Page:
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A vintage postcard of Shipton-Under-Wychwood

A vintage postcard of Shipton-Under-Wychwood

Public Domain, via Openverse

Stolen Skulls at Shipton-Under-Wychwood

1 February 2022 (Updated 18 November 2023)

In An Oxfordshire Christmas, Mollie Harris recounts a humorous local story from 1894 in which a drunken dare to steal a skull ends with the story's protagonist outwitting his friends.

Enter the bone house

According to Harris, at one time the churchyard at Shipton-Under-Wychwood contained a 'kind of bone house or hole where bones that were dug up in the churchyard have been put from time out of mind'. This grim location was well known to locals, but few dared to enter it, particularly after dark.

One resident of Shipton-Under-Wychwood was noted for his low intelligence, and one night in the village pub some of his mischievous friends tricked him into accepting a wager.

The men dared the man to go to the churchyard at midnight and steal a skull from the charnel house. But unbeknownst to him, his friends planned to play a practical joke on him. They secretly hurried to the churchyard ahead of him and concealed themselves close to the charnel house.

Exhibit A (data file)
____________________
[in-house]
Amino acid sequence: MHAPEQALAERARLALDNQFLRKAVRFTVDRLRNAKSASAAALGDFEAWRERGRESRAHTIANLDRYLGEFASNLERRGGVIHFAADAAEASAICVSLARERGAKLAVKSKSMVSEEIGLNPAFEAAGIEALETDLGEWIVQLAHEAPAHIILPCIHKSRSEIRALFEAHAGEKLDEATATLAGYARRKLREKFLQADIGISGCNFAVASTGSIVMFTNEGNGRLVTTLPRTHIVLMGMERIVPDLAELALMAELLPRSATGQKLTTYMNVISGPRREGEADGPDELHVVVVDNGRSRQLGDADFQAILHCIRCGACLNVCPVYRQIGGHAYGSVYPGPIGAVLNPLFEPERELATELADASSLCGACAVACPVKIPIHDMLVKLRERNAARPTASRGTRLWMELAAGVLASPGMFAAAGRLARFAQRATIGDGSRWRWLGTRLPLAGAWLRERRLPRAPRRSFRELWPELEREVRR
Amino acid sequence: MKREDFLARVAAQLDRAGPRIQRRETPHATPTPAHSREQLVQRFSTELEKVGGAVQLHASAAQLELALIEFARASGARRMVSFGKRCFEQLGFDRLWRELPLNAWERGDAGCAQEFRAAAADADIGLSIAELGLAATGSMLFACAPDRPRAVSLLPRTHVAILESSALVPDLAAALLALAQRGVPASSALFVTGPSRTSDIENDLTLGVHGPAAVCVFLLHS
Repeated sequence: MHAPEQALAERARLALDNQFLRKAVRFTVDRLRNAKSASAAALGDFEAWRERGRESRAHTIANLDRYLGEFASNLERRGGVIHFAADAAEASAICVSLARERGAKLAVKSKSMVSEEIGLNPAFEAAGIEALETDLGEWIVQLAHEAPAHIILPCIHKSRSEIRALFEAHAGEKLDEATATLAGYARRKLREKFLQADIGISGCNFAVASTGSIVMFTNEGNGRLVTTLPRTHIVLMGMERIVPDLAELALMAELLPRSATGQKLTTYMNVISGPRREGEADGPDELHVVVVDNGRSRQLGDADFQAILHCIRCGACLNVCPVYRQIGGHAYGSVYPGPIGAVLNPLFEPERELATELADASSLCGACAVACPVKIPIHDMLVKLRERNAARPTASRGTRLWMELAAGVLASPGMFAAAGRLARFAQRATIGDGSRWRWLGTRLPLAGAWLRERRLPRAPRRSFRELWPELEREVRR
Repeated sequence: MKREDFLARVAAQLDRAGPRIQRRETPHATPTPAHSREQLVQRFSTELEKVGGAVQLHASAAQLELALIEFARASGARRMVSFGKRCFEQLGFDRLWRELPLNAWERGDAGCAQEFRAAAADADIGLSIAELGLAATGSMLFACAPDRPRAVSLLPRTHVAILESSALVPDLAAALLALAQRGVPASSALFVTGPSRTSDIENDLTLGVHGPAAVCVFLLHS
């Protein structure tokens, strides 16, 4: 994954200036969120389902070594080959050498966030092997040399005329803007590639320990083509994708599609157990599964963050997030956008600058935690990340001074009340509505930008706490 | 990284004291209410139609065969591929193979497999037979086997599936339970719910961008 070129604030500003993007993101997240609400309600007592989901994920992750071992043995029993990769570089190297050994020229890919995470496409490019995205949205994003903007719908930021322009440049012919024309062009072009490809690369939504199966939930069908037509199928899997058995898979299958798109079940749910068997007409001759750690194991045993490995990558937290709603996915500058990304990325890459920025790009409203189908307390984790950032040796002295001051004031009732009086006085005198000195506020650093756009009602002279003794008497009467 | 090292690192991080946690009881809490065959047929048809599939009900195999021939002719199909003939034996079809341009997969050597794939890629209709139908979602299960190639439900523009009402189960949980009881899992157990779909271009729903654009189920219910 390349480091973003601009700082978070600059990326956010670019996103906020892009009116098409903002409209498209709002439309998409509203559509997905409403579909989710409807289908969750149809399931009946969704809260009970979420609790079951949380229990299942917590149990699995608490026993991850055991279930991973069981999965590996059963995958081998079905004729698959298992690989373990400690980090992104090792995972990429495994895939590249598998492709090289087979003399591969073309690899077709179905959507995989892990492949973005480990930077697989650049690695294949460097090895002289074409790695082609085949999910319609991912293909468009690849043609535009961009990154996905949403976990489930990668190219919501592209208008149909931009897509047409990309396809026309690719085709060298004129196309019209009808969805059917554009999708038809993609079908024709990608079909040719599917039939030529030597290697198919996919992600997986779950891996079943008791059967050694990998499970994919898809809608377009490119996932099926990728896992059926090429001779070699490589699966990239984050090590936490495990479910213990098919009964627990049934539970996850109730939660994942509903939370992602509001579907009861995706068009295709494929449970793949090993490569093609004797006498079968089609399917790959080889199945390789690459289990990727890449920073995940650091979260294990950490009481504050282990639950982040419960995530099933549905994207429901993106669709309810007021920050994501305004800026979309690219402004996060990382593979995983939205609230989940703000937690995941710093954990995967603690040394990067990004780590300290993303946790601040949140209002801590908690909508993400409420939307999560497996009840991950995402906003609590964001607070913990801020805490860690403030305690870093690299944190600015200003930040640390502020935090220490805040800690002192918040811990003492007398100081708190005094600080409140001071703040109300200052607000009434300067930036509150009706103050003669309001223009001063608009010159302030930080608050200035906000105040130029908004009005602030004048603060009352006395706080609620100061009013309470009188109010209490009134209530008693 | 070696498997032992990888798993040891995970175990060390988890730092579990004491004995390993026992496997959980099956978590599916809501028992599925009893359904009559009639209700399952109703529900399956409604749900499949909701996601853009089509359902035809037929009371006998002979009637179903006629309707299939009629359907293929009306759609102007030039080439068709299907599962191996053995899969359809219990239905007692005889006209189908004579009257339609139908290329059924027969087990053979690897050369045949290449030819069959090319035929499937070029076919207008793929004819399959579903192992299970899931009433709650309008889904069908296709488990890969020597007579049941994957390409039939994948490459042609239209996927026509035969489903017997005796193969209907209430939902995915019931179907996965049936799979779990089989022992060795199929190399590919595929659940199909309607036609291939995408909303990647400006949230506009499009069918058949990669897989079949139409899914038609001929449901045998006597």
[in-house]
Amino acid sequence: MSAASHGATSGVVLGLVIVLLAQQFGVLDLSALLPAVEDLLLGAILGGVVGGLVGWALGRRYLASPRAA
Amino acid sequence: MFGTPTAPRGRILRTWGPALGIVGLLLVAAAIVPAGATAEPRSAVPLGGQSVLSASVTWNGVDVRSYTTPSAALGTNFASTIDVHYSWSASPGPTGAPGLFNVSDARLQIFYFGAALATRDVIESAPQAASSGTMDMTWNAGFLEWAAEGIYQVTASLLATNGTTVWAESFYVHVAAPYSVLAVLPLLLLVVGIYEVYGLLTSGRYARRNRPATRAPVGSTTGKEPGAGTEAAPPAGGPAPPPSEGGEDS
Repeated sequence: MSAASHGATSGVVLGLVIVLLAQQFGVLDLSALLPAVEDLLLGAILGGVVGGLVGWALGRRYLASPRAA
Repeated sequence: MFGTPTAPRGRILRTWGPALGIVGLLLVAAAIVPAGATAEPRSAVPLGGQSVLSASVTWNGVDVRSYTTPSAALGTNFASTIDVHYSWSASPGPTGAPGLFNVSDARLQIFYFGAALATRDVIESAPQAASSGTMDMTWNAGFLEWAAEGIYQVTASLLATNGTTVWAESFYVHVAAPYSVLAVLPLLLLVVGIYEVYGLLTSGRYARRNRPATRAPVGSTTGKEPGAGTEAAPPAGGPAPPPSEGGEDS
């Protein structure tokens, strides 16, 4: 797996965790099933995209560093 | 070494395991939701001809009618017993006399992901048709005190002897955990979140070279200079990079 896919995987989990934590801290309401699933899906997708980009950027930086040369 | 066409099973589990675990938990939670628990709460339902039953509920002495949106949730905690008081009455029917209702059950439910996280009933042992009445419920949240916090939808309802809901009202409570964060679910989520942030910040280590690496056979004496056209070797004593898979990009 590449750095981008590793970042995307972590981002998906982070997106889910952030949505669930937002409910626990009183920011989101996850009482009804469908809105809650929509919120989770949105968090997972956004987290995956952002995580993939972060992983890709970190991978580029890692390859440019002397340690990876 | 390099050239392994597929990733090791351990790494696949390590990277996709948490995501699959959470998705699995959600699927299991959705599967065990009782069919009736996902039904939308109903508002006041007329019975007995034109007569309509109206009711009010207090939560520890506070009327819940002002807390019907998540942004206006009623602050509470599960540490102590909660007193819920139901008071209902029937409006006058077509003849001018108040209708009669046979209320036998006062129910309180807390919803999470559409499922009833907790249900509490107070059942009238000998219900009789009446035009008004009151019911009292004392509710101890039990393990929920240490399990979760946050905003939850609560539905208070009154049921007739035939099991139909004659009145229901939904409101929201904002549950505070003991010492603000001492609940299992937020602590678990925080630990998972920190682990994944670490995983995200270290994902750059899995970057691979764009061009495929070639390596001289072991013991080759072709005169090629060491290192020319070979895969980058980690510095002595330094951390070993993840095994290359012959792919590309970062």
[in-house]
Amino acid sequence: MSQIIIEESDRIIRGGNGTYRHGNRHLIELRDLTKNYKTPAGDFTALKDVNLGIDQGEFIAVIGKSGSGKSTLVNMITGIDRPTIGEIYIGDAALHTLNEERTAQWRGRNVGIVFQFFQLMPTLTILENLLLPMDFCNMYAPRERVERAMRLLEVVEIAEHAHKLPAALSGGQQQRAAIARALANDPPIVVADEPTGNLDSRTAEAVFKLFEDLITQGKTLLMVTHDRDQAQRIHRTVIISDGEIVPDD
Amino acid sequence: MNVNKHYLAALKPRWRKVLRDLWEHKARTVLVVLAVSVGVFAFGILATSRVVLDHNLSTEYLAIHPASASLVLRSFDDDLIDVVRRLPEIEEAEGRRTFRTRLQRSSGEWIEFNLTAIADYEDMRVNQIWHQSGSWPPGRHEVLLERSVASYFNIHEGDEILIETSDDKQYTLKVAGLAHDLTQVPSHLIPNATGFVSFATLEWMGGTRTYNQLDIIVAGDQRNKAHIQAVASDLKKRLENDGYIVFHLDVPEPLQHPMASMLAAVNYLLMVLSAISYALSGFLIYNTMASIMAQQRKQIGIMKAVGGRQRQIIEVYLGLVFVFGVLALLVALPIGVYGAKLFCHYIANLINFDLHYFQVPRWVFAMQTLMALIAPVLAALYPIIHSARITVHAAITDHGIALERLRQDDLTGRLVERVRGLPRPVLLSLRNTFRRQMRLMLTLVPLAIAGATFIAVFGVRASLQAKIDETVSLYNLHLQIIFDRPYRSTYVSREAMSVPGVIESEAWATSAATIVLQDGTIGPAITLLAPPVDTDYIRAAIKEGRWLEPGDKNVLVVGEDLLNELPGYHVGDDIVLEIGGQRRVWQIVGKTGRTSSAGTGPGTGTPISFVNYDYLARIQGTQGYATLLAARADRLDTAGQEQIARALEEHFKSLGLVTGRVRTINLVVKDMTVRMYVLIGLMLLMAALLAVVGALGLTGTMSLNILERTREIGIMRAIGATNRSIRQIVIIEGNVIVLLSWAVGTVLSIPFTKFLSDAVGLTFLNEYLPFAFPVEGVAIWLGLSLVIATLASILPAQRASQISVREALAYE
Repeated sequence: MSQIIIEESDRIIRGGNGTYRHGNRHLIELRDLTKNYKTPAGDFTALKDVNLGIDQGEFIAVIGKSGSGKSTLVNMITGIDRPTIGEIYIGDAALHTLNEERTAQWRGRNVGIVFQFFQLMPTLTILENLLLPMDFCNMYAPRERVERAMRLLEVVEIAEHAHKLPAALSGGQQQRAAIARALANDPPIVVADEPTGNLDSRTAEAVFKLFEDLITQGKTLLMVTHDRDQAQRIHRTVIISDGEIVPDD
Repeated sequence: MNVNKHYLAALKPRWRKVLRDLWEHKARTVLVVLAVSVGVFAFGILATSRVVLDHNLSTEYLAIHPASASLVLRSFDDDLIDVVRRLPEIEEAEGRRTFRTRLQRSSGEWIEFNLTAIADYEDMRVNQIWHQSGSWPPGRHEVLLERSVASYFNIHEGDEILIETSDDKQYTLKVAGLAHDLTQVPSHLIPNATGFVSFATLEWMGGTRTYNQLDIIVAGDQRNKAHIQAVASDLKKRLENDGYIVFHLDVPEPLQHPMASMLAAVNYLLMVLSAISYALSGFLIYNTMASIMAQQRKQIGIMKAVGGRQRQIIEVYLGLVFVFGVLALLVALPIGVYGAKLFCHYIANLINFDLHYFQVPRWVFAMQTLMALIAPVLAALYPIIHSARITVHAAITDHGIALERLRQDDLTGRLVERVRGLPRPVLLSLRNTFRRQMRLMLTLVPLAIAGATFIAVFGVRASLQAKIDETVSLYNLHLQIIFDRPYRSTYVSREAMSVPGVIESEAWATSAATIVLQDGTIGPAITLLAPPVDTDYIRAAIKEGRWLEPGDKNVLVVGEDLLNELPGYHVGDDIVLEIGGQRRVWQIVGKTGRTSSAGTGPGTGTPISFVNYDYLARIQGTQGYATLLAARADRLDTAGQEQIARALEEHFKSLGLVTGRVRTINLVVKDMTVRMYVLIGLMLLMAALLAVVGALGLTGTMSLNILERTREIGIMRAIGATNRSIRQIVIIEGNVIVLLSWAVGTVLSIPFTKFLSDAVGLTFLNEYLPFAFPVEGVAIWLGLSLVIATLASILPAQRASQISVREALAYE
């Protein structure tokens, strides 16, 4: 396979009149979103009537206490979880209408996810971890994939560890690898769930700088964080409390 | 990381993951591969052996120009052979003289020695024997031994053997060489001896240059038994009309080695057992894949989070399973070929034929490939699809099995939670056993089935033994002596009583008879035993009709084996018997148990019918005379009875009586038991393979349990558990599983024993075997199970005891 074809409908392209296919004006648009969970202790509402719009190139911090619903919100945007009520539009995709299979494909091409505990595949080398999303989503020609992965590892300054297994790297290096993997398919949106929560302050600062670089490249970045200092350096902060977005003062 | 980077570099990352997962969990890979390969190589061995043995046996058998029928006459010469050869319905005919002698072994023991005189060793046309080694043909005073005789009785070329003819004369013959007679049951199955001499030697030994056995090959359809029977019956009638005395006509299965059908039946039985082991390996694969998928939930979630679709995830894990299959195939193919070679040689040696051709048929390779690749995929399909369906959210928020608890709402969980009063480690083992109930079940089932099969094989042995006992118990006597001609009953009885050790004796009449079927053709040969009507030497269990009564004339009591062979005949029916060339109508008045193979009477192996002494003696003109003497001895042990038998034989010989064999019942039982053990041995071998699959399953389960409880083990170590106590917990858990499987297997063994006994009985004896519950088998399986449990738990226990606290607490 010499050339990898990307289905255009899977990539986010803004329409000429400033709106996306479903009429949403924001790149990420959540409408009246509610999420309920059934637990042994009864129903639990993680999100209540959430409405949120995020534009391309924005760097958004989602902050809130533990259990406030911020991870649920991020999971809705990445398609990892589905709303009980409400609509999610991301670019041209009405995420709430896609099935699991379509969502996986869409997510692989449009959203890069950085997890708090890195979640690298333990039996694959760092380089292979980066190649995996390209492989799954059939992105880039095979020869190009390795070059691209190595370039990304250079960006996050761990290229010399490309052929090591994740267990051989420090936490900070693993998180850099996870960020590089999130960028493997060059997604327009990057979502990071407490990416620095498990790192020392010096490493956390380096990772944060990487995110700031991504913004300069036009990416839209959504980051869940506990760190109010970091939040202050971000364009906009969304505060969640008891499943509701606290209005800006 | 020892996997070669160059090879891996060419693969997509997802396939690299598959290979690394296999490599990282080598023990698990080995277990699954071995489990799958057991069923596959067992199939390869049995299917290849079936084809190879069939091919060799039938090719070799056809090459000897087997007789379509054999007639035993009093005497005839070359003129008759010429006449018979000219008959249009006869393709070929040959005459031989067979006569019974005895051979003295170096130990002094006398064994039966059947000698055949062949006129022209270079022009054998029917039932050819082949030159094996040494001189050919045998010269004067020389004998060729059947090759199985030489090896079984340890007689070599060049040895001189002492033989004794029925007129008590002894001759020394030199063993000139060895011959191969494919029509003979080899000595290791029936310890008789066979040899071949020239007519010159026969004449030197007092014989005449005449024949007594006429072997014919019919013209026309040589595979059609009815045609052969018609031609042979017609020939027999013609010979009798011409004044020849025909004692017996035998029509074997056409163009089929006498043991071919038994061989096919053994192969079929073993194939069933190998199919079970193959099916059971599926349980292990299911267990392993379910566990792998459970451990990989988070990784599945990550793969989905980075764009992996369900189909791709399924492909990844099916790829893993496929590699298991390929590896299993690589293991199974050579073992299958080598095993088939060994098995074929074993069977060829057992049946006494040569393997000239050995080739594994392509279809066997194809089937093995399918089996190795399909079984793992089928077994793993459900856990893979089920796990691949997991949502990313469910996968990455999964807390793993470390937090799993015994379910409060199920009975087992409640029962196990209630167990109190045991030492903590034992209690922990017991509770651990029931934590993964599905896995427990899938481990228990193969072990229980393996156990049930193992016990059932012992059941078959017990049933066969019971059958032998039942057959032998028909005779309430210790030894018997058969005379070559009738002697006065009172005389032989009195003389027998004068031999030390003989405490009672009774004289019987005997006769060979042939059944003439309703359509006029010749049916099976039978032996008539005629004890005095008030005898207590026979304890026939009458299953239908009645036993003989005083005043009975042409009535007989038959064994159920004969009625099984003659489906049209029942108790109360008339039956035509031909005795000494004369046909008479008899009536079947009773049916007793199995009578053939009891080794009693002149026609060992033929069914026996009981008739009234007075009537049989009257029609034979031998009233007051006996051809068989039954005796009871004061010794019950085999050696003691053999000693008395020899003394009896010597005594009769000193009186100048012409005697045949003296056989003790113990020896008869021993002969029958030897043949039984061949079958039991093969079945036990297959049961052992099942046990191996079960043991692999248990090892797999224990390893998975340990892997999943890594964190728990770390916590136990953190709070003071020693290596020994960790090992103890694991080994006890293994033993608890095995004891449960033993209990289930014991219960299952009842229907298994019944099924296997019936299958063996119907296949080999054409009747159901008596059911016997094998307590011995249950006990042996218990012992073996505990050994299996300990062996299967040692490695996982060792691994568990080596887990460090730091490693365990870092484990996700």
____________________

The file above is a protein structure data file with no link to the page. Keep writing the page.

Charnel House

A Greek charnel house filled with disarticulated skeletal human remains. Credit: Photo by Tom Oates, via Wikimedia Commons.

When the dim-witted man entered and picked up a skull, one of his hidden friends called out "Put that down, it's mine!".

Undeterred by this outburst seemingly from beyond the grave, the man put the skull down and picked up another. From his hiding place his friend again called out "Put that down, it's mine!".

"What? Do you have two heads? Then I'll have one of them!" said the man, and exited the churchyard with the skull, and won the wager!

Does Shipton-Under-Wychwood have a charnel house?

Charnel Houses of the kind described in this story are unusual, but not unheard of in England. They are more typically found in built-up cities where the limited space for new burials in existing churchyards results in the need to excavate unmarked graves to make room for new ones.

I haven't been able to find records of a charnel house at St Mary the Virgin church, but this doctoral thesis by Nicola Lowe does mention bones being dug up and reinterred at the church in 1732 to allow the crypt under the south aisle to be made the private vaunt of the Reade family.


  1. 'An Oxfordshire Christmas', by David Green (ed) (Alan Sutton Publishing, 1992, ISBN: 9780750901512)
  2. Death, commemoration and patronage in fourteenthcentury Oxfordshire: the chantry chapels at Cogges, Witney and Ducklington, by Nicola Lowe